"Q. Do you agree with the Pope's statement that pro-choice Catholic politicians merit excommunication?
A. It is canon law that everyone who works for abortion is excommunicated. It's not something the Pope invented. If you favor abortion, you are outside the communion of the Church. And it was necessary to say that. There are people in Mexico saying I am Catholic and I support abortion rights. This is a contradiction in its very essence. As a teacher of the Church, the Pope has a responsibility of teaching when something happening is wrong.
Q. Do you agree with bishops who deny giving Holy Communion to the these politicians?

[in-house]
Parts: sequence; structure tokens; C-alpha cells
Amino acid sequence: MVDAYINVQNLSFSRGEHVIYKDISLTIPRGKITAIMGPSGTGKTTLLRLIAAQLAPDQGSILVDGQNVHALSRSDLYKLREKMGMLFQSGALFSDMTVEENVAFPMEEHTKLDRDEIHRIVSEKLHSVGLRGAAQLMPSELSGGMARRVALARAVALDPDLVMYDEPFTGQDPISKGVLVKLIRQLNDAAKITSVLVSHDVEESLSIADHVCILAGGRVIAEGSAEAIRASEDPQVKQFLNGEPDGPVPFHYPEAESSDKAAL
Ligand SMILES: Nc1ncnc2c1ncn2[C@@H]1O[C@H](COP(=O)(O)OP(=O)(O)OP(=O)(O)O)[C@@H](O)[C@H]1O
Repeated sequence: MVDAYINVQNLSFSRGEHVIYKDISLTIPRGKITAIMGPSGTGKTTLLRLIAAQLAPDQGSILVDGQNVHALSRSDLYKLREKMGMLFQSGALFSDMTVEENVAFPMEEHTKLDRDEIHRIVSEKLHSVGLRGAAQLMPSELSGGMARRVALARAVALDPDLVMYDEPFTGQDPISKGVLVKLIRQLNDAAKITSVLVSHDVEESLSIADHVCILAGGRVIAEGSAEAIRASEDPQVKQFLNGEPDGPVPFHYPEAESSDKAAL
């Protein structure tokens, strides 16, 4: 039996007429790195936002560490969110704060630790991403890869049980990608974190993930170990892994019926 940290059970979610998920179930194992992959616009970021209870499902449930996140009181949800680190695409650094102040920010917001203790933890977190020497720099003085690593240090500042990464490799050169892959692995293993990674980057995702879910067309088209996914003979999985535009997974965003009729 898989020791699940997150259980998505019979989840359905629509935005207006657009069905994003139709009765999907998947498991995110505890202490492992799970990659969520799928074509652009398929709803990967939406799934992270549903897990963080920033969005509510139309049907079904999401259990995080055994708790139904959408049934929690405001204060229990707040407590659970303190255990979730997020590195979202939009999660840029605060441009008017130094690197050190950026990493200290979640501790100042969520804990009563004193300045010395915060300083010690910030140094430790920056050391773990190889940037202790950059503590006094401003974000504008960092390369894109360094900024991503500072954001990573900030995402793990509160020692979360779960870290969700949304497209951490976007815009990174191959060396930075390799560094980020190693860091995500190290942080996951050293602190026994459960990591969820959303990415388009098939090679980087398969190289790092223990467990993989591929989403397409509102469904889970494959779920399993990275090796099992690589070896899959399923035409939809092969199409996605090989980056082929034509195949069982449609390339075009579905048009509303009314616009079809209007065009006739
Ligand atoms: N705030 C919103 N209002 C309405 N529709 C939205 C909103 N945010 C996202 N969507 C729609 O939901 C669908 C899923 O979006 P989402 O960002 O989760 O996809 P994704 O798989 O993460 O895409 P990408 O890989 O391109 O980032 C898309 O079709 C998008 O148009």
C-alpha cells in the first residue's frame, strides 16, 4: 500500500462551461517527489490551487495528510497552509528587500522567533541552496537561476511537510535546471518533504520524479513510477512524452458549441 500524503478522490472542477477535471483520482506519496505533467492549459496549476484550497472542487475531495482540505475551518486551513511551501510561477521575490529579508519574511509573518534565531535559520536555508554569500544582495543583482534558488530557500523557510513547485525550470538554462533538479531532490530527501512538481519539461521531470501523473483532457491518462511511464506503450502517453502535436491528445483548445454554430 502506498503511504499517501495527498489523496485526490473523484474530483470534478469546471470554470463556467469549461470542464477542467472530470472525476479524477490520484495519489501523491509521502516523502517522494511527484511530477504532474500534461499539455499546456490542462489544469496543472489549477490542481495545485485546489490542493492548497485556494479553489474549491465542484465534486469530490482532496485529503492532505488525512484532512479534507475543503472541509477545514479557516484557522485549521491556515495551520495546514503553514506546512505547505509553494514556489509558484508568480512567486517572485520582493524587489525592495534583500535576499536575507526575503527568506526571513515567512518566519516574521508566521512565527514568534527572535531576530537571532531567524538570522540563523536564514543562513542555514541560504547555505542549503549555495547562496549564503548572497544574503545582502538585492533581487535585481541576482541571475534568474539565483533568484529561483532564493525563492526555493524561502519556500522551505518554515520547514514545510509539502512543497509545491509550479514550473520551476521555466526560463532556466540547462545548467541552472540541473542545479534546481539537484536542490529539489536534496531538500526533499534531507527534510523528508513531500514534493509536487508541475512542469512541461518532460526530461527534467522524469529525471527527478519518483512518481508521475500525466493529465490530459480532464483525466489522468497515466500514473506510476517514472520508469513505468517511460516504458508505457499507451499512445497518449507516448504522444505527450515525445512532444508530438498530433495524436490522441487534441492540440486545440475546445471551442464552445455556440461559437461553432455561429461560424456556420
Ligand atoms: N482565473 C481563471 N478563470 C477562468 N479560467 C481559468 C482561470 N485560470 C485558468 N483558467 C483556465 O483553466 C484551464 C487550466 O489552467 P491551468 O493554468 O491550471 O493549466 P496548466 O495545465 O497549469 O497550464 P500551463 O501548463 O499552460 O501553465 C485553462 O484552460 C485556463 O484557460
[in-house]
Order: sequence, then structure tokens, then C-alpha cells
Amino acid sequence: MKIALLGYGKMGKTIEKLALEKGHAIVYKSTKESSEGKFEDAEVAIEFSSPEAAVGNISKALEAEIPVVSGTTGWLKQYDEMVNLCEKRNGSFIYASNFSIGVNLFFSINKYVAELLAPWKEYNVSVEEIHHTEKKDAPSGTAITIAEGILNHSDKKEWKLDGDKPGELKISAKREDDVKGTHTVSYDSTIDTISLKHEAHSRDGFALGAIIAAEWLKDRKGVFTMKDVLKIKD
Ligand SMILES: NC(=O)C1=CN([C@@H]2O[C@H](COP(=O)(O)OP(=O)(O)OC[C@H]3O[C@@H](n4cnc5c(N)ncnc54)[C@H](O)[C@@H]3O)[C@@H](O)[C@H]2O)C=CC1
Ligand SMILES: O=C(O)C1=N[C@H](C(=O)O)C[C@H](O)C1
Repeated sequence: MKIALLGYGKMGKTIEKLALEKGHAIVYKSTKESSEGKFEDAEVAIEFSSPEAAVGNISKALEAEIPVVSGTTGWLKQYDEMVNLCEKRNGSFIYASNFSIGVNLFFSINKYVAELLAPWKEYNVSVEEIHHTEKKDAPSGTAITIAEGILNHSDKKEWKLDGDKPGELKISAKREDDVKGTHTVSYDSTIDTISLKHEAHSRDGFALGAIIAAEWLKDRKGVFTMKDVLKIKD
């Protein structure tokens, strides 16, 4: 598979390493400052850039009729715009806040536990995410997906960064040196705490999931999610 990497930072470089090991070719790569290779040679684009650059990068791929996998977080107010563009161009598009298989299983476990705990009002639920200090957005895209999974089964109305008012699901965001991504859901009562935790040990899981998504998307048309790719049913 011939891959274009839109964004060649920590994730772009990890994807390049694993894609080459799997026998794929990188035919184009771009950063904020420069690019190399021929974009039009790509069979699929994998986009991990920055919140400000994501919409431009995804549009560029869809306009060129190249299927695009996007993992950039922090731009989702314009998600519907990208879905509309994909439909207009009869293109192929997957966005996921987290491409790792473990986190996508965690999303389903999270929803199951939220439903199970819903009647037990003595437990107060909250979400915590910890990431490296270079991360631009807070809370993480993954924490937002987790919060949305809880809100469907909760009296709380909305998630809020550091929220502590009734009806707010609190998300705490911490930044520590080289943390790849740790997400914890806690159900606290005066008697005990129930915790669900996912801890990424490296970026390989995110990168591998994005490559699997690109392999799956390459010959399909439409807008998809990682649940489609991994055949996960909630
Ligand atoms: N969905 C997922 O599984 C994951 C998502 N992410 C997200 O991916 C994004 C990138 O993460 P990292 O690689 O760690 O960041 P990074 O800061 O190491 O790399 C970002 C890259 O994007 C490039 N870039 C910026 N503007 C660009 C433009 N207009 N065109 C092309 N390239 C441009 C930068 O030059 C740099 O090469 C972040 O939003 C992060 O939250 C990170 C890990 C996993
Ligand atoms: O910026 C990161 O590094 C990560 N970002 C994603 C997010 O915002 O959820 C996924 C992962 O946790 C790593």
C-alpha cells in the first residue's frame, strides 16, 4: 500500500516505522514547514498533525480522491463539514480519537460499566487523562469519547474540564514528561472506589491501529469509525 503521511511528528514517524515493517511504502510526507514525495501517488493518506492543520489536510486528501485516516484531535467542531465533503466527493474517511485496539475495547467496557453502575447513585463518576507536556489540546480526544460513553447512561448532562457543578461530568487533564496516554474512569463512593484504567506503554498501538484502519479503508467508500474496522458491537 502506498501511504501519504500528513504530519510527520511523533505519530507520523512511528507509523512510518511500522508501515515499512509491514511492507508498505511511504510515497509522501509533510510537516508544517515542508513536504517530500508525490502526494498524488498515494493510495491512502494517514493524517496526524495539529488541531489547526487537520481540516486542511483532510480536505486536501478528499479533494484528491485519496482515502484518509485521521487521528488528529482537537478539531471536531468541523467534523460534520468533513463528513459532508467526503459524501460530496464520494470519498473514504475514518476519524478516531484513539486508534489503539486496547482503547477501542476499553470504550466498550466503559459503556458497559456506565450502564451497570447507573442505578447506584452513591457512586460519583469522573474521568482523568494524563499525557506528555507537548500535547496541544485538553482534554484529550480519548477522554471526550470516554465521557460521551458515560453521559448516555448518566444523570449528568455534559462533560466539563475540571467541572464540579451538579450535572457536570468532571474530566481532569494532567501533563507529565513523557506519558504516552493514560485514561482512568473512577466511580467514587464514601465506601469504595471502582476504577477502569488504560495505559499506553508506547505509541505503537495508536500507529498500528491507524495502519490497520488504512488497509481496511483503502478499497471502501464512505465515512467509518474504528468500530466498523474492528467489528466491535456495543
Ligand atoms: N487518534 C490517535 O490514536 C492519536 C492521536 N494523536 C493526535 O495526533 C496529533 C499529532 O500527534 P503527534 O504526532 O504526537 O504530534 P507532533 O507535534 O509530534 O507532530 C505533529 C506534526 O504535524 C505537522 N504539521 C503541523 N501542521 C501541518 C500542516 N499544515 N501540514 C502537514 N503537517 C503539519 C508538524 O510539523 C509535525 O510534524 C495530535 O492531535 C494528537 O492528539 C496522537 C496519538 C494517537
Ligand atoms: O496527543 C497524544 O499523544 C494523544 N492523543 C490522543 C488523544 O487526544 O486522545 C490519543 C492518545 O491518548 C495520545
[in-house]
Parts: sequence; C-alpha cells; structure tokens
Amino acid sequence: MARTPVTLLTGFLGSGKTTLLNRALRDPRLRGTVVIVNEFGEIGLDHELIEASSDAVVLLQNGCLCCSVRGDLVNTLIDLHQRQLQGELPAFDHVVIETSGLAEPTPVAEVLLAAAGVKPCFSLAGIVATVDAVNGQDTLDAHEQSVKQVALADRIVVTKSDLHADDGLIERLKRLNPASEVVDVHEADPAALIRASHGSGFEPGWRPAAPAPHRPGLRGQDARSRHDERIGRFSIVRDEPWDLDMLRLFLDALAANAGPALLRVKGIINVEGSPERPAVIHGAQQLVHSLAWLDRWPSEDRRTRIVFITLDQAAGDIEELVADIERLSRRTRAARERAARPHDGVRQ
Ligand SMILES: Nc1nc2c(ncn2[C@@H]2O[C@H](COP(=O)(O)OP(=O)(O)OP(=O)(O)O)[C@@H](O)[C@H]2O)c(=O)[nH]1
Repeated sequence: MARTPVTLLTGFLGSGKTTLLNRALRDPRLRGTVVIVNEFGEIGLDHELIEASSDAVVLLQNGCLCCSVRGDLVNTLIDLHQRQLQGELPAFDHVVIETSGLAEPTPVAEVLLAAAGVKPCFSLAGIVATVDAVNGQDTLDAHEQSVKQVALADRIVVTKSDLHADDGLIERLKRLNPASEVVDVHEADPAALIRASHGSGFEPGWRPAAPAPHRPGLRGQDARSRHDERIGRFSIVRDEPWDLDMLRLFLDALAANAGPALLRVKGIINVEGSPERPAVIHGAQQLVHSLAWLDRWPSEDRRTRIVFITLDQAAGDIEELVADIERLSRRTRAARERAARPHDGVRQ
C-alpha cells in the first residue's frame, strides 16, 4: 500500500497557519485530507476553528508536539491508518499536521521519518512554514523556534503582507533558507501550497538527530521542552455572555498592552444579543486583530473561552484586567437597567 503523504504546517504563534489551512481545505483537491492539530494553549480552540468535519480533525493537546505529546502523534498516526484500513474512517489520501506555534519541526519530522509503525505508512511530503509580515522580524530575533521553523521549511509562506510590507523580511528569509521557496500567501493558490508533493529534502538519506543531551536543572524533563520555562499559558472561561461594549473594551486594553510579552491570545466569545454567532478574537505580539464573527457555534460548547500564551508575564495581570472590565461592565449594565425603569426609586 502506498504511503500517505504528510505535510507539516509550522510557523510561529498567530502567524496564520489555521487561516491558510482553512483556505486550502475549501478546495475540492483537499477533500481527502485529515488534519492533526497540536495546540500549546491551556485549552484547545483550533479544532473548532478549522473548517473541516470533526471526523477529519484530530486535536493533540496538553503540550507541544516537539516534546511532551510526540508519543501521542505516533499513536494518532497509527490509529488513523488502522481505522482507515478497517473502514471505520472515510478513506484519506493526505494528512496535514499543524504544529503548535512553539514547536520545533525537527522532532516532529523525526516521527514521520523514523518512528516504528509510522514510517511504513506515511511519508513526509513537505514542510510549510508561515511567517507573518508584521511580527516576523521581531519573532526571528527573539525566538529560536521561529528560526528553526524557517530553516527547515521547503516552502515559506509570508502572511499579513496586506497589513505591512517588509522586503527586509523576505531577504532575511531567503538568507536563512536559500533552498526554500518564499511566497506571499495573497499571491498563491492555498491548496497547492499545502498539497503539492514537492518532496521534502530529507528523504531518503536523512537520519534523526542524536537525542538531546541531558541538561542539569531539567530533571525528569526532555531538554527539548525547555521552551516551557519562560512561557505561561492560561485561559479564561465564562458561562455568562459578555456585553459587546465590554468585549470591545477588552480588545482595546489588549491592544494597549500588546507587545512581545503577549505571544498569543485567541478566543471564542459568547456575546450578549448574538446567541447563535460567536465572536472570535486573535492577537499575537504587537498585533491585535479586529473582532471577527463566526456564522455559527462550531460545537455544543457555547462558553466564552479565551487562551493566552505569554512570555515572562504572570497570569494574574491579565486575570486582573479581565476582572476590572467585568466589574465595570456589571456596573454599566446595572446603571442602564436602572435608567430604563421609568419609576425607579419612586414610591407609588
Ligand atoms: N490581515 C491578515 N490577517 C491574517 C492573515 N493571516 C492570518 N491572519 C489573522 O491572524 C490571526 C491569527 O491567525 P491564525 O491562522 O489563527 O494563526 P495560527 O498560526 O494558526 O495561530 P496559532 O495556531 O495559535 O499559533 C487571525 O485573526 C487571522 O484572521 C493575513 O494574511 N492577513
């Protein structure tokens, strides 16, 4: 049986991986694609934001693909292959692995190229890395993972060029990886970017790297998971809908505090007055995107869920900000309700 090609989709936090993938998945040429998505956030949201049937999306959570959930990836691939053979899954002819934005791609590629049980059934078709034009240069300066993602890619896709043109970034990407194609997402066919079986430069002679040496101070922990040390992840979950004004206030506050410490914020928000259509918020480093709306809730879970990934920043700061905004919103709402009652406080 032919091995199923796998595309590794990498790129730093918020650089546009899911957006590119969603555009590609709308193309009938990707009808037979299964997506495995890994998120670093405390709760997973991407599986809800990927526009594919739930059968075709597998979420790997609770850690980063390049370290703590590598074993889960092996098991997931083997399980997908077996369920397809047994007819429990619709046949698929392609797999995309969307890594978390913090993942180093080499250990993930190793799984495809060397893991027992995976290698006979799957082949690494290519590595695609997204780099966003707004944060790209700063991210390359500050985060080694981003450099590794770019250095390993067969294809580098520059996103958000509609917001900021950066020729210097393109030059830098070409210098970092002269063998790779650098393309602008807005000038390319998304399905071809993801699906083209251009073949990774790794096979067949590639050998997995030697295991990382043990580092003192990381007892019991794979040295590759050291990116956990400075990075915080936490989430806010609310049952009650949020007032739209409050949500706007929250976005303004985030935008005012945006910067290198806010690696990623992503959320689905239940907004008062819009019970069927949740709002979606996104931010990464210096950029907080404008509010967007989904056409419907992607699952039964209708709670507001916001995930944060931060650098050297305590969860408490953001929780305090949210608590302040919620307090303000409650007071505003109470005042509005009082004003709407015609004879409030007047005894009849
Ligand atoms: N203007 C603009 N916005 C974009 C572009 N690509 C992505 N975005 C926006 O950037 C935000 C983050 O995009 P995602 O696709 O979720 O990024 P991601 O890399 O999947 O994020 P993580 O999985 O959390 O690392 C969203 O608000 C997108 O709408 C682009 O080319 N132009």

A. This is a different point. For who am I to deny Holy Communion to a person? I cannot. It's in the tradition of moral theology that even if I know a person is living in grave sin, I cannot take a public action against him. It would be giving scandal to the person. Yes, he should not seek [communion], but I cannot deny it from him...."
Wednesday, May 16, 2007
Cardinal Rodriguez on Communion and Excommunication
Rocco Palmo links to an excellent interview with Cardinal Oscar Andres Rodriguez Maradiaga, archbishop of Tegucigalapa in Honduras, and possible future pope. He was asked about the recent furore over Benedict's reiteration of basic canon law concerning the eucharist, that was so misunderstood by the press. But Cardinal Rodriguez makes a brilliant distinction between the application of canon law, and the more crass political attempts by some on the American right to deny communion to certain politicians (see here for my take). Here's his distinction: